As an organizer of the FIRST Earth Day, in 1970, I celebrate the 50th anniversary. Yes, I mean FIRST. We University of Michigan students held our “Give Earth a Chance!” rallies early, because we were going to be on spring break on April 22.
Earth Day succeeded! Visionaries and activists demanding a better world saw some dramatic accomplishments. Congress passed the National Environmental Policy Act (NEPA) later in 1970. The U. S. banned the use of DDT, which has led to the amazing comeback of bald eagles and peregrine falcons.
Other environmental legislation brought the Clean Water Act, the Clean Air Act, Wild and Scenic Rivers protection, the Wilderness Act, the Environmental Protection Agency (EPA) and the cleanup of hazardous waste sites under the Superfund law. Lead has been banned from gasoline, paint, and other uses that once spread the toxin through the environment.
Iowa now gets about 40% of its electricity from wind turbines, instead of coal-fired plants. Many homeowners and farmers have installed solar panels.
Iowa established Protected Water Areas along some of our streams.
We adopted the state Groundwater Protection Act, which taxes pesticides to provide funds to monitor and protect Iowa waters from farm chemicals.
But we don’t have to stop there! Imagine an Iowa where farming practices transform our landscape from the corn and soybean monocultures and hog confinements of today into reconnected parcels of soil-building prairie, and stream corridors linking restored woodlands. Imagine farms as part of the ecosystem – as a source of pride to the farmer.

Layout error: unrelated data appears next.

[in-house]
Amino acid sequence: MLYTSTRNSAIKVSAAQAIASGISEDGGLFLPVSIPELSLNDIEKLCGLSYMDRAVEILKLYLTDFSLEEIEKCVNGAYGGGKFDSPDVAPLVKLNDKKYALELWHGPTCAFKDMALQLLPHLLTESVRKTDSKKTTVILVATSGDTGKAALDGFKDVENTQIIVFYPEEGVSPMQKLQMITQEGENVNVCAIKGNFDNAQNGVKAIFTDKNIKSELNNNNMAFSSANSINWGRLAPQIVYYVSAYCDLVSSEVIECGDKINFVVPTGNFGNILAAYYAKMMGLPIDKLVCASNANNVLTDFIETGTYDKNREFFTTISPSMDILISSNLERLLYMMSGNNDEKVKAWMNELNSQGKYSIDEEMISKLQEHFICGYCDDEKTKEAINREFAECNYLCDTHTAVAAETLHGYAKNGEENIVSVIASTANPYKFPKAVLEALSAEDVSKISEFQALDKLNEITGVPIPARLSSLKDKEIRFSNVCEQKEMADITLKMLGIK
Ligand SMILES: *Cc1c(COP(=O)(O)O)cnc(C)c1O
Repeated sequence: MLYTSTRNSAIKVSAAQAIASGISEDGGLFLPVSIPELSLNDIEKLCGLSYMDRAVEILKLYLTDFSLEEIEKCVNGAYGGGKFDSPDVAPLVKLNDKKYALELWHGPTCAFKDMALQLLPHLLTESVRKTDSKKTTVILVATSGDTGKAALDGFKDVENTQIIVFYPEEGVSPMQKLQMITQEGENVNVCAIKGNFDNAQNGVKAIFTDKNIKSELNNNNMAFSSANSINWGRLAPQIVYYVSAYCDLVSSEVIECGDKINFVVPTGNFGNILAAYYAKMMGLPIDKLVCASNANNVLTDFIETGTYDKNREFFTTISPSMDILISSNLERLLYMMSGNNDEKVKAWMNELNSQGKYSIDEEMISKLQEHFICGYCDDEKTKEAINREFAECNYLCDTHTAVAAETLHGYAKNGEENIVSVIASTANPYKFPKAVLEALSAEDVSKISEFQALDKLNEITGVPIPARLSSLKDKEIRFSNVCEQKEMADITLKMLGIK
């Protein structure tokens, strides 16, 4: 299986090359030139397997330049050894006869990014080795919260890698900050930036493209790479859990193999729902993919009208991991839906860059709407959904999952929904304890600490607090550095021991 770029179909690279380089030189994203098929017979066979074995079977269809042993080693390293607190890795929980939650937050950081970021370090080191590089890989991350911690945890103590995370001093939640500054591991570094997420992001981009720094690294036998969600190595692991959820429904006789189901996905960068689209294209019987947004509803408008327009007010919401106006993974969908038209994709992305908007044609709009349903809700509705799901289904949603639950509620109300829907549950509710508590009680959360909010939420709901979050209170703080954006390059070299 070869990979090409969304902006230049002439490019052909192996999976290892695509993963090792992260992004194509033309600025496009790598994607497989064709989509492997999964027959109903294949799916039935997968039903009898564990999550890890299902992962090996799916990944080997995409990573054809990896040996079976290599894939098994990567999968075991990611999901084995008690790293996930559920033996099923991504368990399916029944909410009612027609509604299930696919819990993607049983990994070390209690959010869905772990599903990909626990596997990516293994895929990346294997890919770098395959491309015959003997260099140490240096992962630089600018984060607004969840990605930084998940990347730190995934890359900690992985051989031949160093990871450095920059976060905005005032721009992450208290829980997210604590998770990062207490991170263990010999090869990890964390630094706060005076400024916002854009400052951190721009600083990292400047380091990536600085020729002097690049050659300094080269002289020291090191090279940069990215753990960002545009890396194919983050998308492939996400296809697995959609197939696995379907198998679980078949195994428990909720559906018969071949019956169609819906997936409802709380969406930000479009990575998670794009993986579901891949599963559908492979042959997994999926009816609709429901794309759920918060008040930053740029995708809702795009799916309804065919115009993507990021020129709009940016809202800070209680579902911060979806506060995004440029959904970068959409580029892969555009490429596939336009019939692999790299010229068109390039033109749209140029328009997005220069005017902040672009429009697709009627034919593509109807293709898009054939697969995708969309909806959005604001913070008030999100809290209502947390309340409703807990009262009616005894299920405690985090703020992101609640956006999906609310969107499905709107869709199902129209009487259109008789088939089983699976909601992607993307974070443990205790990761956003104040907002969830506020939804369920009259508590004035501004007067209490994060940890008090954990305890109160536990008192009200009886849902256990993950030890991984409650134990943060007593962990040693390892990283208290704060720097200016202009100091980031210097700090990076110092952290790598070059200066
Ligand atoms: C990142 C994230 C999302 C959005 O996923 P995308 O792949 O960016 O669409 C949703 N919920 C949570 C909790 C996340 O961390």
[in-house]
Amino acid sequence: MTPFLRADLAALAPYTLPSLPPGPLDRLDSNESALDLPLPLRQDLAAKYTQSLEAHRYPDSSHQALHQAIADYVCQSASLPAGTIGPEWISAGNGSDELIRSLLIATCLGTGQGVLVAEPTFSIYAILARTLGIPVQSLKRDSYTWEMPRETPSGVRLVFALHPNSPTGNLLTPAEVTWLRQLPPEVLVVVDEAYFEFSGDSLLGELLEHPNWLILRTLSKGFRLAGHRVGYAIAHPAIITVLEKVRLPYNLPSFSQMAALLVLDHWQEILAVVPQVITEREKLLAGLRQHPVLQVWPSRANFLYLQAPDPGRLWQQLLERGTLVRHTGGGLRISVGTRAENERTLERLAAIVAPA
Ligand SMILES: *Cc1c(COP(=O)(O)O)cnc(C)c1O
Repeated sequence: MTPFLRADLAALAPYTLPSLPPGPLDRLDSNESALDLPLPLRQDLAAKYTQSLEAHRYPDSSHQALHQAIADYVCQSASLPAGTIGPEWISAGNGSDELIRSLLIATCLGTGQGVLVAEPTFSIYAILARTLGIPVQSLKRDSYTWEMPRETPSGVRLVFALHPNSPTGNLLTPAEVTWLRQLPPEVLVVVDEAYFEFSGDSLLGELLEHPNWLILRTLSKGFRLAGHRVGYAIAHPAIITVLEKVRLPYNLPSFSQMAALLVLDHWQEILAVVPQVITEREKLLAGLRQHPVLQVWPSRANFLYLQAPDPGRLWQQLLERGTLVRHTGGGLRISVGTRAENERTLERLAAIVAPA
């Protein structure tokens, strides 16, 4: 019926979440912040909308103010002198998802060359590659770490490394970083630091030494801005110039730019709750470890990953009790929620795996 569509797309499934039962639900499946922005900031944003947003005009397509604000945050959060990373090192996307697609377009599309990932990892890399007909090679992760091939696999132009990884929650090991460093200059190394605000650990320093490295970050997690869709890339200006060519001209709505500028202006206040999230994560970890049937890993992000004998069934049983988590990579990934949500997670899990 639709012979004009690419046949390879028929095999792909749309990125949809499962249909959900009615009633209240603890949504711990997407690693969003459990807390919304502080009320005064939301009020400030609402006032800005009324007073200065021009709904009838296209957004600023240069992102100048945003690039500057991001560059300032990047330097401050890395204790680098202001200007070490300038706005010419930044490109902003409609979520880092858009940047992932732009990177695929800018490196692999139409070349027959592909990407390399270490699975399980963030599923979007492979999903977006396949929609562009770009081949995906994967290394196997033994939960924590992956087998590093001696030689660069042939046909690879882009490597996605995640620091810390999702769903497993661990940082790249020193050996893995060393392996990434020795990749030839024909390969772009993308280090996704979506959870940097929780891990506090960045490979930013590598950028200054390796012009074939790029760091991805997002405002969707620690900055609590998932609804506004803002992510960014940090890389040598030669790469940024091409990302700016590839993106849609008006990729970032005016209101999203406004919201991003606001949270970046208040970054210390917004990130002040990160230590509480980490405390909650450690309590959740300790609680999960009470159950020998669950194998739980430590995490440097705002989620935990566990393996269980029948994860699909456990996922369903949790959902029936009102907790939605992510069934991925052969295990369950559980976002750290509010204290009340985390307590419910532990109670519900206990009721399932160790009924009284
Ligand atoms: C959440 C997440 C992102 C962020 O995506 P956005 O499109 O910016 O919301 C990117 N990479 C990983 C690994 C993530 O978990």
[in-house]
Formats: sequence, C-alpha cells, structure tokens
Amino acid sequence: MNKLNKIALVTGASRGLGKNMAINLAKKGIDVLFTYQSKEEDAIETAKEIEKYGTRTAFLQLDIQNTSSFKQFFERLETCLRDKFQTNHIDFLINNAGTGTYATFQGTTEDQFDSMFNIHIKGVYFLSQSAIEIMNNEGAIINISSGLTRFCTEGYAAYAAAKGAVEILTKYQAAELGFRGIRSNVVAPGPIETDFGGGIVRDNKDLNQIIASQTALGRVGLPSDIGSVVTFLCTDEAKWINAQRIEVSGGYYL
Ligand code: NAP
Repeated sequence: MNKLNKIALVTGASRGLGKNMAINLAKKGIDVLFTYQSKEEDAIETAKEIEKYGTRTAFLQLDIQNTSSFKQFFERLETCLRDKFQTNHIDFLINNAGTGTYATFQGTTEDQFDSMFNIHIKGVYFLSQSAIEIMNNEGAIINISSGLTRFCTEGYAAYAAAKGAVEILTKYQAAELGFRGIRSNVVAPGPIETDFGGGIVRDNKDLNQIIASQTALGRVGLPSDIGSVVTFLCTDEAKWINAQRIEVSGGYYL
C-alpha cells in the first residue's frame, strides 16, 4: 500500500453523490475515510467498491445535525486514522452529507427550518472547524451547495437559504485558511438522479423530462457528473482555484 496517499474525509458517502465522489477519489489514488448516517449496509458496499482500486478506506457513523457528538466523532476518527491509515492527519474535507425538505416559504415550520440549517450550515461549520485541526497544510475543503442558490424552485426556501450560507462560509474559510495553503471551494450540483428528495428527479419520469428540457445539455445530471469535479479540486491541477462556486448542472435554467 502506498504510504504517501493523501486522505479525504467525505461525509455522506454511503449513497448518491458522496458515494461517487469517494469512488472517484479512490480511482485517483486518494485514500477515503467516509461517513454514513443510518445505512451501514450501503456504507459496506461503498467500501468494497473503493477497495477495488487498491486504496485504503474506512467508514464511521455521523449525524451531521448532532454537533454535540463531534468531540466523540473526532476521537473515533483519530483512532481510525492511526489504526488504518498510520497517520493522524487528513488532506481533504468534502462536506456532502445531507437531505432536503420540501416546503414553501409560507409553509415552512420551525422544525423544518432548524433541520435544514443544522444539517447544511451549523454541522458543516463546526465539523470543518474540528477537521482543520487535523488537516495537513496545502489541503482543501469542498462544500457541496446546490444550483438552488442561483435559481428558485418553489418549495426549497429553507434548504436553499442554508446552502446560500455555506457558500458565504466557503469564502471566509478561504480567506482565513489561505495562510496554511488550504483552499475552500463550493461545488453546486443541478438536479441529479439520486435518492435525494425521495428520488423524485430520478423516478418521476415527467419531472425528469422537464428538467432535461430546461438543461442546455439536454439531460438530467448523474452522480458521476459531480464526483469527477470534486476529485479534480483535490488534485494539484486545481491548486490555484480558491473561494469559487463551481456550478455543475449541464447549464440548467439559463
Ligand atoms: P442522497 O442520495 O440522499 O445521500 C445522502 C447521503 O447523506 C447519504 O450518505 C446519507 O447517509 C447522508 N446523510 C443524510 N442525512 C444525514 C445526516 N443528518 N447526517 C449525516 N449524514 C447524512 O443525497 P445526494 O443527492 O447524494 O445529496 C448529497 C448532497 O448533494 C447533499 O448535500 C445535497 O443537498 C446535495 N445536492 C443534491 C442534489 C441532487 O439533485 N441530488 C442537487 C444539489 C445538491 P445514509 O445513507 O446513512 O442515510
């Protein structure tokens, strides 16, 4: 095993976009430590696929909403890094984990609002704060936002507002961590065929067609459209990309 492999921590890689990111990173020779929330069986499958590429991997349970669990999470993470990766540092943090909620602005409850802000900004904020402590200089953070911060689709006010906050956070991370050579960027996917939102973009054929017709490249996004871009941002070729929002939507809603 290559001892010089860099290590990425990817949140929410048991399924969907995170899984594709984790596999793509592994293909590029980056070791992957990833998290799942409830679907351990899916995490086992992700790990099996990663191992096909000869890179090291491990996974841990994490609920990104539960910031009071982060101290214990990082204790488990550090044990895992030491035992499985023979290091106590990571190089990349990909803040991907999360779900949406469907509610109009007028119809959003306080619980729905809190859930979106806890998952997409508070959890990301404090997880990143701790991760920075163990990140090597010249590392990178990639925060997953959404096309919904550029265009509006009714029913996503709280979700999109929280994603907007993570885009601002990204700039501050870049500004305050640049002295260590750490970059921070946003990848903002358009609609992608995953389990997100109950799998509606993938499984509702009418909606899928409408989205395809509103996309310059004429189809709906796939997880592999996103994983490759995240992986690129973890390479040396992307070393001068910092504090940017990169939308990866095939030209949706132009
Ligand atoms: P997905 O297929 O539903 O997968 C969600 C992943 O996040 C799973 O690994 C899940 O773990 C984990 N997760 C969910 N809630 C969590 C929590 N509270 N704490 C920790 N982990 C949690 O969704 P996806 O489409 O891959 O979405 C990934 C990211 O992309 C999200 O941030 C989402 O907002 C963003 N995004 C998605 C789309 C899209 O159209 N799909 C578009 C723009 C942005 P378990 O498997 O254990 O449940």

“The landscape of any farm is the owner’s portrait of himself,” wrote Burlington, Iowa, native Aldo Leopold, whose the 1949 conservation book, “A Sand County Almanac,” was the “Bible” for many of us on the FIRST Earth day. He often described humans as just a part of a larger, Earthly community.
What?! Could that “community” include Indiangrass, big bluestem, compass plant, bergamot, butterfly milkweed, and coneflowers growing in crop fields? Pollinators buzzing and songbirds nesting alongside corn and soybeans? Yes! Permanent prairie strips planted in just 10% of a field can reduce erosion and nutrient loss 85 to 95 per cent, Iowa State University researchers have found.
And how about alternative crops? Forty per cent of our corn acres had been going to make ethanol – until demand collapsed with the COVID-19 crisis. Who knows if that market will rebound? So let’s instead start planting some Kernza. The Land Institute in Kansas has been breeding that perennial wheatgrass, which promises nutritional grain harvested after minimal inputs. The experiment is slowly catching on, with some test markets of snack bars and cereal.
Iowans also now have rules in place allowing them to grow industrial hemp.
The U. S. uses large quantities of fiber, seed, and oil from hemp – most of which we have to import from Canada. Let’s grow more here – as we did for the war effort in the 1940s.
And there’s always crop rotation. Younger farmers probably don’t remember the corn-soybeans-oats-hay rotation we followed on the farm of my youth. But those smaller, diverse fields and pastures provided habitat for pheasants, as well as forage for livestock. And Iowa State University research suggests going back to that rotation could make farmers as much, if not more, profit than today’s typical corn and soybean monocultures.
Crop rotation incorporating livestock puts animals back on the land, and out of confinements. The animals may be healthier, and their manure quickly gets converted to fertilizer and organic matter. That’s a welcome contrast with confinement sewage pits, where waste is held as a toxic soup emitting poisonous gases.
These and other “regenerative agriculture” practices are gaining acceptance. They could, and should, help make American farms a healthy part of a working community.
“We abuse land because we see it as a commodity belonging to us,” Aldo Leopold observed. “When we see land as a community to which we belong, we may begin to use it with love and respect.”